British Tax Protest is Risky Business
British singer Billy Bragg has threatened to stop paying his taxes unless the British government places limits on the amount of bonuses that top executives can receive from banks which were bailed out during the recession. The singer has threatened to not submit his January instalment payment unless his demands are met by January 31, 2010. The singer has suggested that other taxpayers to follow suit. However, Canadian taxpayers should be careful to join such a protest as it could lead to serious negative consequences.
First, the Income Tax Act is full of civil penalties for things such as failing to file an income tax return and failing to pay instalments. These penalties can be up to 17% of the tax owing for failing to file a return or 50% of the unpaid instalment. Further, if an individual files an income tax return he knows or ought to know is incorrect could face a penalty of up to 50% of the tax owing.
Second, the Income Tax Act also contains offenses which could lead to fines or jail time. An offense for failing to file a return could lead to a fine of up to $1,000 or up to 1 year in jail. An offense for tax evasion could lead to a fine of up 200% of the taxes owing or up to 2 years in jail. These penalties are per charge, so a failure in multiple years could lead to multiple penalties.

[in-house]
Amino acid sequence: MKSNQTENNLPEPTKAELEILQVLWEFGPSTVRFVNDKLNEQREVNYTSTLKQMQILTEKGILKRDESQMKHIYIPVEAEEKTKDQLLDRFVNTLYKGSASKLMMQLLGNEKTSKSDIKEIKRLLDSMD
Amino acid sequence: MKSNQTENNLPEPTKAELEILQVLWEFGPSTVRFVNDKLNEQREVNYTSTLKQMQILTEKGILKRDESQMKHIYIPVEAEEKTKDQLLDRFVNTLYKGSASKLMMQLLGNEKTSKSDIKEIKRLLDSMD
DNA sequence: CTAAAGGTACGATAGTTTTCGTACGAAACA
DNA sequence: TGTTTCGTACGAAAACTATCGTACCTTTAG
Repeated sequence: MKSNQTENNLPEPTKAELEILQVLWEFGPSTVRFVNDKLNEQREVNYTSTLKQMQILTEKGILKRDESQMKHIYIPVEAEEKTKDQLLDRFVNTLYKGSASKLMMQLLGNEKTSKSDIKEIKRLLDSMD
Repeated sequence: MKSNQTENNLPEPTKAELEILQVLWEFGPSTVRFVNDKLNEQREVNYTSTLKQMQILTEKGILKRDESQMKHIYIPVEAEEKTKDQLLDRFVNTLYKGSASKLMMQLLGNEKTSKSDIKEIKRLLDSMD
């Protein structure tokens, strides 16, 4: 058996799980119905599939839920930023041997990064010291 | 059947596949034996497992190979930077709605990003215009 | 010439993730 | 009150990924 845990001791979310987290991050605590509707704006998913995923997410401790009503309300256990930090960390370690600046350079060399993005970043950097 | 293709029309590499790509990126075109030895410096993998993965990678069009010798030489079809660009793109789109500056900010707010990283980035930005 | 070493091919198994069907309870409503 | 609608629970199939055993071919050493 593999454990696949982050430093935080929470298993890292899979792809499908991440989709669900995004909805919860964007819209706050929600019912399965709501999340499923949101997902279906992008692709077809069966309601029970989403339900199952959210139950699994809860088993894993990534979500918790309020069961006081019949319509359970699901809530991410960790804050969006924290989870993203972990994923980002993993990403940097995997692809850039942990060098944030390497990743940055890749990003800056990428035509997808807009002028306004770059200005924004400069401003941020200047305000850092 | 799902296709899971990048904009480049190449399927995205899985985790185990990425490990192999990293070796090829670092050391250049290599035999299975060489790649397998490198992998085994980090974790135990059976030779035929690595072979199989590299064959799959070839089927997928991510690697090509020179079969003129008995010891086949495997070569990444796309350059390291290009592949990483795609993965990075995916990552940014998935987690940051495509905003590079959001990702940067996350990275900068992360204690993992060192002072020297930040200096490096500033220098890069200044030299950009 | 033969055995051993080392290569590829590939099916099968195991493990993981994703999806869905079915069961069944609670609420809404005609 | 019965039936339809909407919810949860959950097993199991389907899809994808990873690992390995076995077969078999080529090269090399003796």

Governments take any threat to their authority to tax very seriously. Mr. Bragg, or anyone else who plans to participate in this protest, should consider finding a lawyer if they plan on following through on this threat, because they’ll need one.
Originally posted on www.piccololaw.ca, used with permission.
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